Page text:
NASCAR is a sport where it's easy to see tempers fly.
Some drivers, though, seem to rant and rave more than others. Those same drivers sometimes find themselves under probation because of something they did on or off the track.
There is a fine line between a driver who is ranting and one who is acting like a big baby. Some drivers are justified in their complaints, while others seem to complain because they like to hear themselves talk.
Being a baby in NASCAR doesn’t make a driver bad, though. In fact, most of the drivers on this list are among the best in the sport.
However, when something doesn’t go their way or they don’t like a certain question asked by the media, they are usually the first ones to react.
Some get so upset when they have a bad day that they don’t even bother with the post-race interview.
Bad things happen to all drivers—look at Carl Edwards this season—but those who act like babies let their tempers get the best of them.
In a sport filled with tough, gritty drivers, there are some who forget themselves sometimes and end up looking and acting like children.
Here are NASCAR's biggest babies.
Jeff Gordon had a bad 2012 season and acted like a big baby because of it.
From venting his frustrations with his teammate Dale Jr. earlier in the year to taking out his anger on Clint Bowyer during the second to last race of the season, Gordon clearly had a hard time dealing with his poor season.
During the Pure Michigan 400, Gordon felt that Dale Jr. made him check up during a restart and that he should have wrecked him. Jr. made a pretty decent pass on Gordon and was clearly the faster car. Gordon, though, still felt the need to cry about it and remind Jr. that he should be thankful the 24 didn't try to knock him out of the race.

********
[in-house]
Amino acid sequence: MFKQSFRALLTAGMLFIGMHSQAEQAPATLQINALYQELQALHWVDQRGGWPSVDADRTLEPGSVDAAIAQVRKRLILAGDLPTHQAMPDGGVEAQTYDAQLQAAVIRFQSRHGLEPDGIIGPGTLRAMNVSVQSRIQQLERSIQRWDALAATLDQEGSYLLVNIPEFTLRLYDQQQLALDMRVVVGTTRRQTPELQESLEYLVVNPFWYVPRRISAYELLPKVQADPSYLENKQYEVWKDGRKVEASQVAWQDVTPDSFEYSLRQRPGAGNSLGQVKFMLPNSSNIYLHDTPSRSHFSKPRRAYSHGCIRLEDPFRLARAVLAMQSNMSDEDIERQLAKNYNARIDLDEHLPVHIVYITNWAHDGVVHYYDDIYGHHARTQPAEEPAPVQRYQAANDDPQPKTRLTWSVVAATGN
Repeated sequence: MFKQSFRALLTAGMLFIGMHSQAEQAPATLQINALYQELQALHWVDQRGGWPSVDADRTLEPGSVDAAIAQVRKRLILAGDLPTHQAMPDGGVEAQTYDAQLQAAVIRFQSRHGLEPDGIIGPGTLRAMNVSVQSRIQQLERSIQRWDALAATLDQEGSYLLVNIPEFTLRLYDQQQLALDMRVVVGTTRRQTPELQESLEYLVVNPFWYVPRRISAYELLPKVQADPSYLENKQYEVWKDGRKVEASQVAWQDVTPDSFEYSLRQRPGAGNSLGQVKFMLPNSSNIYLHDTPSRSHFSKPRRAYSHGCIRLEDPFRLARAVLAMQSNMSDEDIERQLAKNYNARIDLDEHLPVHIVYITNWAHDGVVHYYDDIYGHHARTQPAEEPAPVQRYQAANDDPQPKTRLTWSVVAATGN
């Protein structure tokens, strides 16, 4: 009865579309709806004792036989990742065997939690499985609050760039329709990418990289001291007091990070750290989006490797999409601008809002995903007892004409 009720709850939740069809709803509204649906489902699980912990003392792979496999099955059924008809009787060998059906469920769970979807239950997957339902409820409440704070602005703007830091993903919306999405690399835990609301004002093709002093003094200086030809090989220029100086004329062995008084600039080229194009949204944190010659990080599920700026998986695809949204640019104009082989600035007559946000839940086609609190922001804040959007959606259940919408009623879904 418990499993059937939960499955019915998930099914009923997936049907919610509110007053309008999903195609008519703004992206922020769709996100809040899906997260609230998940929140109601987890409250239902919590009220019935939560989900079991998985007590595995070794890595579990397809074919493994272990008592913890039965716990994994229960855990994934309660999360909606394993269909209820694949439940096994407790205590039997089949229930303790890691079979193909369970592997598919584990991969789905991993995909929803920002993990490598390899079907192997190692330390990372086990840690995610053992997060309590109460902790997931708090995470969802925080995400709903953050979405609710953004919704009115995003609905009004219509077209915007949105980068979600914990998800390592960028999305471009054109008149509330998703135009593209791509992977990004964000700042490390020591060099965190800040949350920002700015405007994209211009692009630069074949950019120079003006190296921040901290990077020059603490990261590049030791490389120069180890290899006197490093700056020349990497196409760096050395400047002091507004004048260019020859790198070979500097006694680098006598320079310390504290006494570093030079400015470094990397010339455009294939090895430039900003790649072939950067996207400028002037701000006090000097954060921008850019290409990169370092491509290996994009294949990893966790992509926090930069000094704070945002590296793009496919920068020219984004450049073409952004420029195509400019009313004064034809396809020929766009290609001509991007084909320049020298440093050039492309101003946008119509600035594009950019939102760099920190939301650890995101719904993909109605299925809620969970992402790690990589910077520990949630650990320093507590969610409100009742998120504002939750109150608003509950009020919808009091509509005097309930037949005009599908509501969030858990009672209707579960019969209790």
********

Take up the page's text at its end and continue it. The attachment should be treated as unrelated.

Jeff remained pretty quiet for most of the year after the Michigan 400 race.
And then Phoenix happened.
Gordon decided to wreck Bowyer and tried to justify his actions by saying (via Huffingtonpost.com), "Clint has run into me numerous times, wrecked me, and he got into me on the back straightaway and pretty much ruined our day. I've had it, fed up with it and I got him back."
When has Bowyer tried to wreck Gordon? Maybe he meant the spin out at Martinsville? That was just Bowyer trying to go for the lead; he clearly didn't want to spin out Gordon.
Bowyer raced Jeff hard at Phoenix, but it was no excuse for Gordon to take his frustration out on the 15.
Gordon trying to justify his actions, which were clearly, wrong made him one of the biggest babies in NASCAR this season.
Danica only ran a limited Sprint Cup schedule this season, but she's already started to prove she is one of NASCAR's biggest babies.
Back in October, during the Kansas race, Danica decided to try and send Landon Cassill a message because he had been banging and bumping into her during the race.
She tried to dump Cassill and did manage to make him spin, but she ended up taking the worst of it, as she hit the wall and went to the garage.
Jeff Gluck over at SBnation.com quoted Danica as saying, "I can imagine it's frustration, but it's been quite a few times with him. At some point I have to stand up for myself so this doesn't happen with other people. I chose today."
If Danica can't handle some bumping and banging while racing, she needs to re-evaluate running a full-time Sprint Cup schedule.
There is nothing wrong with standing up for yourself, but why did Danica assume Landon was picking on her?
"I didn't hit her because she was in my way and I wanted to pick on her, I hit her because she was driving like an idiot for 30th," Cassill said over at SBnation.com.
Danica's pathetic attempt at spinning Cassill out and trying to justify her actions by saying she was sticking up for herself makes her one of the biggest babies in the sport.
Then there was also the incident in the Nationwide Series with Sam Hornish Jr., where Patrick put him into the wall after the Talladega race because she thought he blocked her.
Not everyone is trying to pick on her because of who she is, so instead of worrying about sticking up for herself, she should worry about finishing the race.